Avondale Schools to expand ‘Gifted and Talented Education’

District to open dedicated magnet school at start of 2019-20 school year

By: Mary Beth Almond | Rochester Post | Published March 19, 2019

 Avondale Gifted and Talented Education lead teacher Kate Martin, left, and fourth-grader Nevaehlee Crockett, 9, discuss the expository writing topic that Crockett picked, “Life in Colonial America: Pilgrims at Plymouth,” during class at Woodland Elementary School in Troy March 8.

Avondale Gifted and Talented Education lead teacher Kate Martin, left, and fourth-grader Nevaehlee Crockett, 9, discuss the expository writing topic that Crockett picked, “Life in Colonial America: Pilgrims at Plymouth,” during class at Woodland Elementary School in Troy March 8.

Photo by Brandy Baker

Advertisement

ROCHESTER HILLS/AUBURN HILLS/BLOOMFIELD TOWNSHIP — A local school district has set its sights on expanding a program for gifted students.

The Avondale School District launched its GATE, or Gifted and Talented Education, program during the 2017-18 school year, enrolling approximately 31 students in two multiage third- and fourth-grade classrooms at Woodland Elementary School.

“We started the program two years ago as a self-contained magnet program to service truly gifted students, being that there is not one in this area — certainly a public school that services students to that end, in a program specific for that ability,” Avondale Superintendent Jim Schwarz said.

This school year, lead GATE teacher Kate Martin said, the program more than doubled, with 74 students enrolled in four multiage classrooms: two second- and third-grade split classes, and two fourth-and fifth-grade split classes.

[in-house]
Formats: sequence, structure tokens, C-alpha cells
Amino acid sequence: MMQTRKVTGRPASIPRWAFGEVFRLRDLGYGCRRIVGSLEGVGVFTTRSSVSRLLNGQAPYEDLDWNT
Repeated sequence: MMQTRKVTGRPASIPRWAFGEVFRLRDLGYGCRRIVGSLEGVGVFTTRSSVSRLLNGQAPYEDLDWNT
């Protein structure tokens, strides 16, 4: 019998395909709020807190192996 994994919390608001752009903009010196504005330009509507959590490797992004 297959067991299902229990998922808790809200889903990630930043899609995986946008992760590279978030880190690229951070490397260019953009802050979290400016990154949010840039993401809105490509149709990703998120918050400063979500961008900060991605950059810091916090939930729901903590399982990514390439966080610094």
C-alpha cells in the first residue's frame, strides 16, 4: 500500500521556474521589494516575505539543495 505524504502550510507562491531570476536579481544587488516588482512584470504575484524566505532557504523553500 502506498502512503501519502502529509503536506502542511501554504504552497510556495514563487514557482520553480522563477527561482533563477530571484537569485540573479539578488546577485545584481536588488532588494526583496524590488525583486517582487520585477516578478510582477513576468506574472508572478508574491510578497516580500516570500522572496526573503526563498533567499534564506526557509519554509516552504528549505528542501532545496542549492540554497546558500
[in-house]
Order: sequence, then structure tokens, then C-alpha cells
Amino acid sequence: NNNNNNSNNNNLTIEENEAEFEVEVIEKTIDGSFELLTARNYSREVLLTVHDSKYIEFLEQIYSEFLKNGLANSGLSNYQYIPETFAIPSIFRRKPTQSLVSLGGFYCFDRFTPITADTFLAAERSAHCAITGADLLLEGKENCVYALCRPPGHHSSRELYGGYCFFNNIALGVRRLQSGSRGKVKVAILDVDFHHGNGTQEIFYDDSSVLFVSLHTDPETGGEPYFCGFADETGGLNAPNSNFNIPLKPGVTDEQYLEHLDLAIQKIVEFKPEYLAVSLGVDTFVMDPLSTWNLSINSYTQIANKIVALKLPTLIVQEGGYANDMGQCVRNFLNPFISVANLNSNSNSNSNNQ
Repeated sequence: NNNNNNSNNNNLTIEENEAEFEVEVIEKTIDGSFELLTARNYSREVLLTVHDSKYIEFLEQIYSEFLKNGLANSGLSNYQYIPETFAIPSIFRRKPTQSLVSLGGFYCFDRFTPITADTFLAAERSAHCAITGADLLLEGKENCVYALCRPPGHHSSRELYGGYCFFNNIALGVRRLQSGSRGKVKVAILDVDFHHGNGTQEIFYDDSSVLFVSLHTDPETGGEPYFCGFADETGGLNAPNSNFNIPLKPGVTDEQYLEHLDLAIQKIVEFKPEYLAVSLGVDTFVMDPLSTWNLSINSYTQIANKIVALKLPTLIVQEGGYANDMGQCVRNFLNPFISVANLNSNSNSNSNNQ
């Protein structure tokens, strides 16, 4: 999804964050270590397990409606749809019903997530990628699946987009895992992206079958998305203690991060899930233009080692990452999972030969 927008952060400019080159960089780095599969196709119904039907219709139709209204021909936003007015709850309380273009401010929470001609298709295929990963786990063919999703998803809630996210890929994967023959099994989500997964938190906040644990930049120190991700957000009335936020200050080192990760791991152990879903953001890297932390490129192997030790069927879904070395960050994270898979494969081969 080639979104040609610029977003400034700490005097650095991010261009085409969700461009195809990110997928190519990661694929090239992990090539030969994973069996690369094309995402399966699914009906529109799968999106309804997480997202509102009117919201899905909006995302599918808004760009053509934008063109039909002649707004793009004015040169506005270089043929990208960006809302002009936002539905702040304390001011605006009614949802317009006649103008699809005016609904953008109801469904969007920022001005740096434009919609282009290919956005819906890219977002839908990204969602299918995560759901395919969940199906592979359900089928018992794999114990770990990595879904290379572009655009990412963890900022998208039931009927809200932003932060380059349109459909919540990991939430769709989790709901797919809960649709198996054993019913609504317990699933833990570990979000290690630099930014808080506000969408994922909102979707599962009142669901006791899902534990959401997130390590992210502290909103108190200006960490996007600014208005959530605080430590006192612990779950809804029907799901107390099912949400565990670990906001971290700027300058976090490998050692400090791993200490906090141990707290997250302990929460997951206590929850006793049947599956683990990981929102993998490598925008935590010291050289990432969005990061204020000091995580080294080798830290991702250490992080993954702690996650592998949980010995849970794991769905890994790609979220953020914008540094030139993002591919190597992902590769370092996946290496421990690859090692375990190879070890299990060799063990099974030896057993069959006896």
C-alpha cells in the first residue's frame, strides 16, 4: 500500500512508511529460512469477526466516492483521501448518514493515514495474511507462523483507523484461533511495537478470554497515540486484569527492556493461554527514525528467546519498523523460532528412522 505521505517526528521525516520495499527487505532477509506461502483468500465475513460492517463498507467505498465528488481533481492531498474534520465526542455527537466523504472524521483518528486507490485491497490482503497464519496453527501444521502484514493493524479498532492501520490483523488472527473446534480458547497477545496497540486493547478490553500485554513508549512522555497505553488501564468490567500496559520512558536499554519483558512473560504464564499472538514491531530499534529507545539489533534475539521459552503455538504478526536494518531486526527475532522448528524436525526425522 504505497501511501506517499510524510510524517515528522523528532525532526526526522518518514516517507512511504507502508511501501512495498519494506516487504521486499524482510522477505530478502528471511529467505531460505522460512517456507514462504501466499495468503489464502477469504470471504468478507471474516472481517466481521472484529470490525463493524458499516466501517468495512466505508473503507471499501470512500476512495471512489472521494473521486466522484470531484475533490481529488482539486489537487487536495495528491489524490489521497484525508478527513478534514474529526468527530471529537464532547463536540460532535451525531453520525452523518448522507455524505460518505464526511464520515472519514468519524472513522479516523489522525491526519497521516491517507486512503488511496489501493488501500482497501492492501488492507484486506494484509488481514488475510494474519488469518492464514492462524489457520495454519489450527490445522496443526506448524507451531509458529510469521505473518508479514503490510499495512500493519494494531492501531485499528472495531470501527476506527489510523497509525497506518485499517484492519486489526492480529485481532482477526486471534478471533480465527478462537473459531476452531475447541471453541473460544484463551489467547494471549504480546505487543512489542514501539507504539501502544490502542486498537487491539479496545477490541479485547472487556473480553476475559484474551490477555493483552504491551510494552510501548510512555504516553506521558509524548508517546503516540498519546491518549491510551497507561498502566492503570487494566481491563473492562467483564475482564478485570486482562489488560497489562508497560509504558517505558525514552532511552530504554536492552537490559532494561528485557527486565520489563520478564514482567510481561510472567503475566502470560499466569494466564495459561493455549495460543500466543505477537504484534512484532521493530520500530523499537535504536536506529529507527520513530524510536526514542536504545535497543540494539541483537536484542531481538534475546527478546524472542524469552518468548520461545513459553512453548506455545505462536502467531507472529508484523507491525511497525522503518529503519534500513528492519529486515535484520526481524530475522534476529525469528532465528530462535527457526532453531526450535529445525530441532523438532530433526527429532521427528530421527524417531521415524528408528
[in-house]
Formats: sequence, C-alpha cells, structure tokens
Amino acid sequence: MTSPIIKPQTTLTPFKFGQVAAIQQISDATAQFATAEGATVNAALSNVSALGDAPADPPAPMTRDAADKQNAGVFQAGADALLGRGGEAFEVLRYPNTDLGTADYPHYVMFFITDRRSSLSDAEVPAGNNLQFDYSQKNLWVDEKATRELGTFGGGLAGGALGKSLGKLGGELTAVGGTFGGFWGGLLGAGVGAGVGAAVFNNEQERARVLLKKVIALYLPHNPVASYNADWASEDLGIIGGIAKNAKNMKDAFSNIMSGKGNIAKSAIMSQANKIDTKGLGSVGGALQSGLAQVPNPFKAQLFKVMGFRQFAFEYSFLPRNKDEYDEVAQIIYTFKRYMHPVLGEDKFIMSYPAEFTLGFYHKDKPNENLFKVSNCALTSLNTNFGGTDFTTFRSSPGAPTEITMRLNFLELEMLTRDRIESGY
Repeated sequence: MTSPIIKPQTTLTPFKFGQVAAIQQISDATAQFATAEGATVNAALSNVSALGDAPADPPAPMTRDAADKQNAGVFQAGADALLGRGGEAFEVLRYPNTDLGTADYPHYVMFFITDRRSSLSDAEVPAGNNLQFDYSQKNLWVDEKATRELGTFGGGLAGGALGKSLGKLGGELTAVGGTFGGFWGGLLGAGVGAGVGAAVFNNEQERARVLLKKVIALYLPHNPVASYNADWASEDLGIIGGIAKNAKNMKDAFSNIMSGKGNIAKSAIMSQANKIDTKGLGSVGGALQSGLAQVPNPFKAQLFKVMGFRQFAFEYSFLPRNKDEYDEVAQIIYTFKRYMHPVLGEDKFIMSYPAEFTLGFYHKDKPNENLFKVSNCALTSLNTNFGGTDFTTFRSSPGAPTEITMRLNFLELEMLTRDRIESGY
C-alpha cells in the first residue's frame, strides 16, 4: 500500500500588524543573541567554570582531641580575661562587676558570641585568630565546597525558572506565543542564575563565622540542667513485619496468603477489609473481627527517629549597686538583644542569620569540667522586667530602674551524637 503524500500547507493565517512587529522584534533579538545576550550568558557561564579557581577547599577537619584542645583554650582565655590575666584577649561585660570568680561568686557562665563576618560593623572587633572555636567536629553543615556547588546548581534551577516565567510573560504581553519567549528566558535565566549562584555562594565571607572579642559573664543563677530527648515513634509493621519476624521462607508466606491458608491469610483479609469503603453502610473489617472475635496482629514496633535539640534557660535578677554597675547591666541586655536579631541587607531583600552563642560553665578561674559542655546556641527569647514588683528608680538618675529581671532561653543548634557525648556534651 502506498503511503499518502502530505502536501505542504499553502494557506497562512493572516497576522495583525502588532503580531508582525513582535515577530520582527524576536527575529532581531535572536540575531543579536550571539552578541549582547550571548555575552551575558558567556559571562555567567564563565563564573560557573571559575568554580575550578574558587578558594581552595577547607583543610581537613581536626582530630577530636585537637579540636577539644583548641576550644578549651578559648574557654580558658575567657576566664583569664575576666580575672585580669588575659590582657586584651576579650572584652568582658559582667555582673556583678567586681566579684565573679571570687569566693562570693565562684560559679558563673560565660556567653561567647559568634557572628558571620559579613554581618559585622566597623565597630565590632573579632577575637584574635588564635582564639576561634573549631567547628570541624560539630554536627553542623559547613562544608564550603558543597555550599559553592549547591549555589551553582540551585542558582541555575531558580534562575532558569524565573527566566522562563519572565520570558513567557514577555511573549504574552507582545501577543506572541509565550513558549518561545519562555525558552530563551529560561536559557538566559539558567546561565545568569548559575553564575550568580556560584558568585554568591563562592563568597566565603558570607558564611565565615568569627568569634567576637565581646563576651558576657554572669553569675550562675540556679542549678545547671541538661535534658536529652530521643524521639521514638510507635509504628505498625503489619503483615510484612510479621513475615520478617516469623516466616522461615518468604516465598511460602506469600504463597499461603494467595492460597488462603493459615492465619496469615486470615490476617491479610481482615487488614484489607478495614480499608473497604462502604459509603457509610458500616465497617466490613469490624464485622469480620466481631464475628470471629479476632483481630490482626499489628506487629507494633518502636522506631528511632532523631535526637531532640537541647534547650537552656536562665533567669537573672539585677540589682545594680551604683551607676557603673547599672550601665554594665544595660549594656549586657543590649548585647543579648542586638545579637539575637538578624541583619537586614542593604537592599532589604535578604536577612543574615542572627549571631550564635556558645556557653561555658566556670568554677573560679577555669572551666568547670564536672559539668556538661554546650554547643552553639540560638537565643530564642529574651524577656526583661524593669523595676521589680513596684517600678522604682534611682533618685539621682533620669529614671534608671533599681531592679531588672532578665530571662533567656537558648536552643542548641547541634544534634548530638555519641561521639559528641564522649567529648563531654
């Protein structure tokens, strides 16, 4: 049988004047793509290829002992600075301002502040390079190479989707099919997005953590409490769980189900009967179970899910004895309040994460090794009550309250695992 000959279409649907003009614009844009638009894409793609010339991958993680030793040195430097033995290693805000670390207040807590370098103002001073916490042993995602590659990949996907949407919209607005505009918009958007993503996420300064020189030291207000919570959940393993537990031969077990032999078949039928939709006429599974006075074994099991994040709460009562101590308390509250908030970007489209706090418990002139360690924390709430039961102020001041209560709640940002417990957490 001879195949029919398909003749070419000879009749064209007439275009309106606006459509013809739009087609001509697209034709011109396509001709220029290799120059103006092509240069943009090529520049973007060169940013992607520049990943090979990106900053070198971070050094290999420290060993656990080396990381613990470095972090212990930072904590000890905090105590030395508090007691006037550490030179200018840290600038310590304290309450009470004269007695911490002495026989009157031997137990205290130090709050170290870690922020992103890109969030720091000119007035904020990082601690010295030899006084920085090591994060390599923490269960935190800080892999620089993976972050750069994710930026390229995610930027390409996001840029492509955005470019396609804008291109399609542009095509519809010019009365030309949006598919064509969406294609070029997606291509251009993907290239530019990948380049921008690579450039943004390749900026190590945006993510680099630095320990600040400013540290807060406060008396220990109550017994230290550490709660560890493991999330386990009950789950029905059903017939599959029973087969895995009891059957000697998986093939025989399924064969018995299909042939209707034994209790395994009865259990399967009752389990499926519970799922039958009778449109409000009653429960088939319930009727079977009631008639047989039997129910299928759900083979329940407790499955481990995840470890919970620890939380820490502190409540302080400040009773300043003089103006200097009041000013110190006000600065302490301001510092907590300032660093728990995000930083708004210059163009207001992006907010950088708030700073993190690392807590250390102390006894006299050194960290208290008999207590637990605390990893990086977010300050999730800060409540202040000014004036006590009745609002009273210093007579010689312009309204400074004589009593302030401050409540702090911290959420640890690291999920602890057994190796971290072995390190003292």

“(The program) has received a lot of demand in the last couple of years — with folks not only within the school district, but outside of our school district,” Schwarz said. “So often that is the group that typically does not get the attention of the teacher … and is often the most ignored.”

Avondale’s gifted and talented classrooms, according to Martin, provide an opportunity to add breadth to the depth of student learning through project-based learning and a strategy called design thinking. The GATE program allows students to take curriculum content to the next level at their own pace.

“We value engagement, because when students are not in the right place for them they say, ‘I’m bored,’ or their teacher is just giving them more of the same worksheets,” Martin said. “In this program, we are just giving them access to content that is academically appropriate; they are having a chance to collaborate with like-minded peers and also go into a great depth of knowledge within one topic. The other part of what makes that unique is we do a lot of project-based learning with collaboration.”

To meet the increasing demand for enrollment, Schwarz said, the GATE program will move into a dedicated building, the Avondale Meadows Learning Center in Rochester Hills, next school year — when an anticipated 120 students in grades two through six are expected to enroll. Schwarz said the GATE program will continue to expand, with the addition of seventh grade in the 2020-21 school year and eighth grade in 2021-22.

“Upon eighth grade, the students would then go to high school, where they can then differentiate into a wide variety of honors choices, Advanced Placement, dual enrollment and early college.  We have a number of opportunities to pursue their interests and levels at that point,” Schwarz said.

The GATE program is open to students within the Avondale School District, as well as students outside the district as a school of choice, as space allows. Applications for students within the district are typically due in the fall, and school of choice applications are due in February or early March.

“We often receive many more applications than we have slots for because we’re trying to manage the growth at a level that will not compromise its integrity,” Schwarz said.

To learn more, email Kate Martin at kate.martin@avondale.k12.mi.us.

Advertisement